Standard Interpretations - Table of Contents|
| Standard Number:||1910.120|
September 5, 1990
Mr. Gerard P. Cavaluzzi
Attorney and Counselor at Law
140 East Hartsdale Avenue
Hartsdale, New York 10530
Dear Mr. Cavaluzzi:
This is a follow-up response to your letter of July 24, concerning the Occupational Safety and Health Administration's (OSHA) Hazardous Waste Operations and Emergency Response Standard 29 CFR 1910.120.
Specifically you have asked for the number of hours of training required under this standard for people who may enter areas where hazardous waste may exist but will not be exposed to health or safety hazards. The training requirements under this standard do not apply to employees who have no probable likelihood of being exposed to safety or health hazards and would not participate in emergency response activities.
If you have further questions please feel free to call MaryAnn Garrahan at OSHA's Office of Health Compliance Assistance at (202) 523-8036
We hope this response sufficiently addresses the concerns you raised.
Gerard F. Scannell
July 24, 1990
Gerard F. Scannell
for Occupational Safety
U.S. Department of Labor
200 Constitution Avenue
N.W. Washington, D.C. 20210
Re: Interpretation of 29 CFR 1910.120 Hazardous Waste Operations and Emergency Response
Dear Mr. Scannell:
I am legal counsel to a professional engineering consulting firm that may be subject to the above-referenced regulation in its hazardous waste practice. On behalf of my client, I request an interpretation of the 29 CFR 1910.120 requirements with regard to the training requirement for certain individuals.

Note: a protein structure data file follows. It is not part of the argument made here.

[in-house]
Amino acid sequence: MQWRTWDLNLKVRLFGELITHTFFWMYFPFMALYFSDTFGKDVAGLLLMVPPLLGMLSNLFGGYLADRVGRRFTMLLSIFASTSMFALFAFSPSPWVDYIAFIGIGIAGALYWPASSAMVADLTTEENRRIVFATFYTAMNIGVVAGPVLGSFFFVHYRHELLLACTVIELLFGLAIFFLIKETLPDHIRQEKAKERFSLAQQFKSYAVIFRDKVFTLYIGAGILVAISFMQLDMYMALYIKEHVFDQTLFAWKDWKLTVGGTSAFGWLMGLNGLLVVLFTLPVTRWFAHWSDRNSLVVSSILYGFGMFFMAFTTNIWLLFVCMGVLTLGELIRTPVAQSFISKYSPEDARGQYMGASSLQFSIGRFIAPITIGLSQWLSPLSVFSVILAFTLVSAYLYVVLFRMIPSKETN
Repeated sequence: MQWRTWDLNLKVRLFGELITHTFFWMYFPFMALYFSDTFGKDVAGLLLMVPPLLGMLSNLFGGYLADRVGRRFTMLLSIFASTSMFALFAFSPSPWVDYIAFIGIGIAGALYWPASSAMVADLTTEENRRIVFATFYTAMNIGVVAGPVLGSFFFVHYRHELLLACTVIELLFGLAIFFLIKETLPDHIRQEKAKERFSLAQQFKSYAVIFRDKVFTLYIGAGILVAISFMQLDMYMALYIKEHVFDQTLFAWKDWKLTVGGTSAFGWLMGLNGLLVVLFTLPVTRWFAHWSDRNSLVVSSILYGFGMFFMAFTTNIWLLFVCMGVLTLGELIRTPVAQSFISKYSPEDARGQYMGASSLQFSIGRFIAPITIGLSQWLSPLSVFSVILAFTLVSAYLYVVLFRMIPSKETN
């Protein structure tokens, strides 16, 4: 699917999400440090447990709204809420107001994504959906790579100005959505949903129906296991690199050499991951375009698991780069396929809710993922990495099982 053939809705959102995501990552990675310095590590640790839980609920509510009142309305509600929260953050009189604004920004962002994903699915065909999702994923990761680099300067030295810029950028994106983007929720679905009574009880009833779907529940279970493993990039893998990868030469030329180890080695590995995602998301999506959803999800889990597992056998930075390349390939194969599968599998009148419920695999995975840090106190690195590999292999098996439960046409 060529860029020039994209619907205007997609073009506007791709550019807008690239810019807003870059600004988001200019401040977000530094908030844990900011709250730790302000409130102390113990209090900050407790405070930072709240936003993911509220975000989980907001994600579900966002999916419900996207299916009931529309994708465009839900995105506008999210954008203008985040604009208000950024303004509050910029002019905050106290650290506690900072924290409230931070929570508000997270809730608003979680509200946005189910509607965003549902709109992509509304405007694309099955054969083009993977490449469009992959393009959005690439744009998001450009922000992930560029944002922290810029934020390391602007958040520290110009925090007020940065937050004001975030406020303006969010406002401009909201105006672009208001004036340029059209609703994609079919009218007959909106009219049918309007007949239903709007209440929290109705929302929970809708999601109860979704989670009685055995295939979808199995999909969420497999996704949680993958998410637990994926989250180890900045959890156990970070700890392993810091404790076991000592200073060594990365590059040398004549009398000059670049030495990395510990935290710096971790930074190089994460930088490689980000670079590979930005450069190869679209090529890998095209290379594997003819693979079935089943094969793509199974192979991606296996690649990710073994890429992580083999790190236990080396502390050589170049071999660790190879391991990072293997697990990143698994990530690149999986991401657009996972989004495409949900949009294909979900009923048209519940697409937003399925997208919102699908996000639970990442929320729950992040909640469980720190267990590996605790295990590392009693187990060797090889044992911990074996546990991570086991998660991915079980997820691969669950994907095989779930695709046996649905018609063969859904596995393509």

Specifically, clarification is requested regarding the number of hours of training required for personnel who may enter areas where hazardous waste may exist but will not be exposed to health or safety hazards. For example, a security guard at the site stationed outside the perimeter may be required to enter within the perimeter in the event of a trespasser. Alternatively, a representative from the federal, state or local government may enter within the perimeter to perform a "walk-through" but may not be exposed to health or safety hazards simply by walking on the site. In both instances, though personnel may be within the perimeter, project toxicologists reasonably believe that no exposure to health or safety hazards would result. However, the language of the reference standard is ambiguous as to the training required for these types of individuals. Therefore, we seek clarification as to whether such personnel are covered by the standard and the number of hours of training, if any, which is required.
Please contact me at 914-641-2950 if you have any questions or if further information is required.
Very truly yours,
Gerard P. Cavaluzzi, Esq.
|Standard Interpretations - Table of Contents|